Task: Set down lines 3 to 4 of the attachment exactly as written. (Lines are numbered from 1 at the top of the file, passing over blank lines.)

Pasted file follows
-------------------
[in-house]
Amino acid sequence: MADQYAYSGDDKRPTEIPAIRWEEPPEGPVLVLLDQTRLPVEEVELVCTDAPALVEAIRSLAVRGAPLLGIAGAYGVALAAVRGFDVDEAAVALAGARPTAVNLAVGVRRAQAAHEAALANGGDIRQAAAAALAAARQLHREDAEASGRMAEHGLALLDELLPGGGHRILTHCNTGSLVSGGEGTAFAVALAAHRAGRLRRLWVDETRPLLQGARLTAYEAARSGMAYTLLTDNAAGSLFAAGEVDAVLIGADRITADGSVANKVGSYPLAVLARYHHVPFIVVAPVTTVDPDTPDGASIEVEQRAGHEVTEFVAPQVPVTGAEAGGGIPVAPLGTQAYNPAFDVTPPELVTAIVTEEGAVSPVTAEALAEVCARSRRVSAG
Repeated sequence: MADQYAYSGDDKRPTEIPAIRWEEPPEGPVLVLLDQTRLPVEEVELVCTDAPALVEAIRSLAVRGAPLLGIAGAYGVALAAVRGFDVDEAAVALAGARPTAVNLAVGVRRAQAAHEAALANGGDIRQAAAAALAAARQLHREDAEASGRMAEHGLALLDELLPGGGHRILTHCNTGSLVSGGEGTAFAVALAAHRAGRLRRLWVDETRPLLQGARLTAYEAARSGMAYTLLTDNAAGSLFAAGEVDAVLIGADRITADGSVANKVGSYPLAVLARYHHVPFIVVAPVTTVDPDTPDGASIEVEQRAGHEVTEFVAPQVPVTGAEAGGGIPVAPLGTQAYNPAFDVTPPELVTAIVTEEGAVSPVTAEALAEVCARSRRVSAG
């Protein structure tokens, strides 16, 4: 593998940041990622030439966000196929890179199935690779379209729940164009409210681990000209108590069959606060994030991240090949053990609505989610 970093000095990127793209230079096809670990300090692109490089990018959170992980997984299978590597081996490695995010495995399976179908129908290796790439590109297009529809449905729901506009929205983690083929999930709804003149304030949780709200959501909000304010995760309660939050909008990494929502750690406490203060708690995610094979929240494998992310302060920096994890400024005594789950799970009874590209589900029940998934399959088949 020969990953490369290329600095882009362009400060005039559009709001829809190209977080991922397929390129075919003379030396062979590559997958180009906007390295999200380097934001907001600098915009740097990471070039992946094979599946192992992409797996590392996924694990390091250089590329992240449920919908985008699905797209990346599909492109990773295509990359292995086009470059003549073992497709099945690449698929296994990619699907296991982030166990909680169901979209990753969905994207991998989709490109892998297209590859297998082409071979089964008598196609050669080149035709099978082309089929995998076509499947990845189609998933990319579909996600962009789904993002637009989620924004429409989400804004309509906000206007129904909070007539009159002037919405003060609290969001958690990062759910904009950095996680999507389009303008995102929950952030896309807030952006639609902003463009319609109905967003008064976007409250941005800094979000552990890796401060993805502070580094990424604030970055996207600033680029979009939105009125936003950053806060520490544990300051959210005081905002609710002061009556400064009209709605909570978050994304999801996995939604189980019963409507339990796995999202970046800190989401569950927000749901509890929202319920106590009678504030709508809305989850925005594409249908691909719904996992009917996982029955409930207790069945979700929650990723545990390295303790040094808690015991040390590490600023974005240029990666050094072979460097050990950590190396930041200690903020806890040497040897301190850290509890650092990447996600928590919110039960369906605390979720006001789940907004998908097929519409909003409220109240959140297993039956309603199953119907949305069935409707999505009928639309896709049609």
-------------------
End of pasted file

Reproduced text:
Repeated sequence: MADQYAYSGDDKRPTEIPAIRWEEPPEGPVLVLLDQTRLPVEEVELVCTDAPALVEAIRSLAVRGAPLLGIAGAYGVALAAVRGFDVDEAAVALAGARPTAVNLAVGVRRAQAAHEAALANGGDIRQAAAAALAAARQLHREDAEASGRMAEHGLALLDELLPGGGHRILTHCNTGSLVSGGEGTAFAVALAAHRAGRLRRLWVDETRPLLQGARLTAYEAARSGMAYTLLTDNAAGSLFAAGEVDAVLIGADRITADGSVANKVGSYPLAVLARYHHVPFIVVAPVTTVDPDTPDGASIEVEQRAGHEVTEFVAPQVPVTGAEAGGGIPVAPLGTQAYNPAFDVTPPELVTAIVTEEGAVSPVTAEALAEVCARSRRVSAG
């Protein structure tokens, strides 16, 4: 593998940041990622030439966000196929890179199935690779379209729940164009409210681990000209108590069959606060994030991240090949053990609505989610 970093000095990127793209230079096809670990300090692109490089990018959170992980997984299978590597081996490695995010495995399976179908129908290796790439590109297009529809449905729901506009929205983690083929999930709804003149304030949780709200959501909000304010995760309660939050909008990494929502750690406490203060708690995610094979929240494998992310302060920096994890400024005594789950799970009874590209589900029940998934399959088949 020969990953490369290329600095882009362009400060005039559009709001829809190209977080991922397929390129075919003379030396062979590559997958180009906007390295999200380097934001907001600098915009740097990471070039992946094979599946192992992409797996590392996924694990390091250089590329992240449920919908985008699905797209990346599909492109990773295509990359292995086009470059003549073992497709099945690449698929296994990619699907296991982030166990909680169901979209990753969905994207991998989709490109892998297209590859297998082409071979089964008598196609050669080149035709099978082309089929995998076509499947990845189609998933990319579909996600962009789904993002637009989620924004429409989400804004309509906000206007129904909070007539009159002037919405003060609290969001958690990062759910904009950095996680999507389009303008995102929950952030896309807030952006639609902003463009319609109905967003008064976007409250941005800094979000552990890796401060993805502070580094990424604030970055996207600033680029979009939105009125936003950053806060520490544990300051959210005081905002609710002061009556400064009209709605909570978050994304999801996995939604189980019963409507339990796995999202970046800190989401569950927000749901509890929202319920106590009678504030709508809305989850925005594409249908691909719904996992009917996982029955409930207790069945979700929650990723545990390295303790040094808690015991040390590490600023974005240029990666050094072979460097050990950590190396930041200690903020806890040497040897301190850290509890650092990447996600928590919110039960369906605390979720006001789940907004998908097929519409909003409220109240959140297993039956309603199953119907949305069935409707999505009928639309896709049609």